The start intervals would be one minute and at 5:45am the green flag flew, releasing the riders onto the Nevada desert. Ricky would ride the first one hundred miles for our team, and after losing a little time in the early morning dust he was able to reverse the deficit, reel Justin back in, and bring the bike to me at pit three within thirty seconds of the Husqvarna, right in the thick of the dust. Ty mounted the Husqvarna and I took off after him, hoping there would be just enough wind to blow some of the dust off trail.

In some sections I would catch up to Ty slightly, only to have the course change directions leaving the dust hanging right in the middle of the road like a blanket of fog for me to ride through. Ty was riding really well, which wasn’t a surprise, but I felt if I had clear air I would be able to put a little time on him, and through the following eighty miles or so I would catch right up to within five or eight seconds of him, only to have the dust change directions once more and leave me chopping the throttle.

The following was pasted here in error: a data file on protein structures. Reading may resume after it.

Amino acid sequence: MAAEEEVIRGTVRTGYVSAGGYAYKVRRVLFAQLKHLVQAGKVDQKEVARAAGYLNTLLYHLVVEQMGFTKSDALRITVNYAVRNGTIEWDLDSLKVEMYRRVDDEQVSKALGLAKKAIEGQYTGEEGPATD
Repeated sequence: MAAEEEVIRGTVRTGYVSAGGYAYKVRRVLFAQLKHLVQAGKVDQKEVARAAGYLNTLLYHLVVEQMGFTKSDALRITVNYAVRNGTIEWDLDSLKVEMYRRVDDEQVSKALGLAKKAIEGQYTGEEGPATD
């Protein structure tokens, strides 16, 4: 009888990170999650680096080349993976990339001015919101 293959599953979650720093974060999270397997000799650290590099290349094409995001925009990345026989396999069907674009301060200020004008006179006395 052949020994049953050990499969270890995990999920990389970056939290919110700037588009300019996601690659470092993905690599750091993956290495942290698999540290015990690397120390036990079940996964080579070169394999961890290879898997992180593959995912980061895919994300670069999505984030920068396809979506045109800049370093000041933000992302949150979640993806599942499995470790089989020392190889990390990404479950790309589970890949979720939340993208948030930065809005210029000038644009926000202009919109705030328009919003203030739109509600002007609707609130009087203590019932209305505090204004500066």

Then I saw my opportunity to strike. We came into pit five less than ten seconds apart and I had visions of my crew getting me out of the pits first. I saw Ty pull in and give the bike to Justin (our pit was a little past theirs) and I quickly pulled in to my pit for gas and goggles. As I started to accelerate out of the pit, Justin was just passing back by me. There’s a 25mph speed limit in the pits for safety and I quickly took off out of the pit, getting right up to the speed limit, and falling in just behind Justin. This is when the adrenaline of the opportunity took over; I knew this was my best shot to pass for the lead and I began flirting with the legal limits of the speed, just inching closer to Justin before we hit the end of pit row and could resume race speed. As we hit the end of the pits I pulled a slingshot acceleration by Justin, catching him off guard and taking over the lead. His heart rate must have gone from 0-200 and through a ditch just up the road he He-manned it, held it on longer and passed me back. I was right on his rear wheel for the next half a mile as we jockeyed for the lead and as the course entered a hard left handed corner, I out broke Justin up the inside, threw the bike sideways, hammered the throttle and took the lead once more.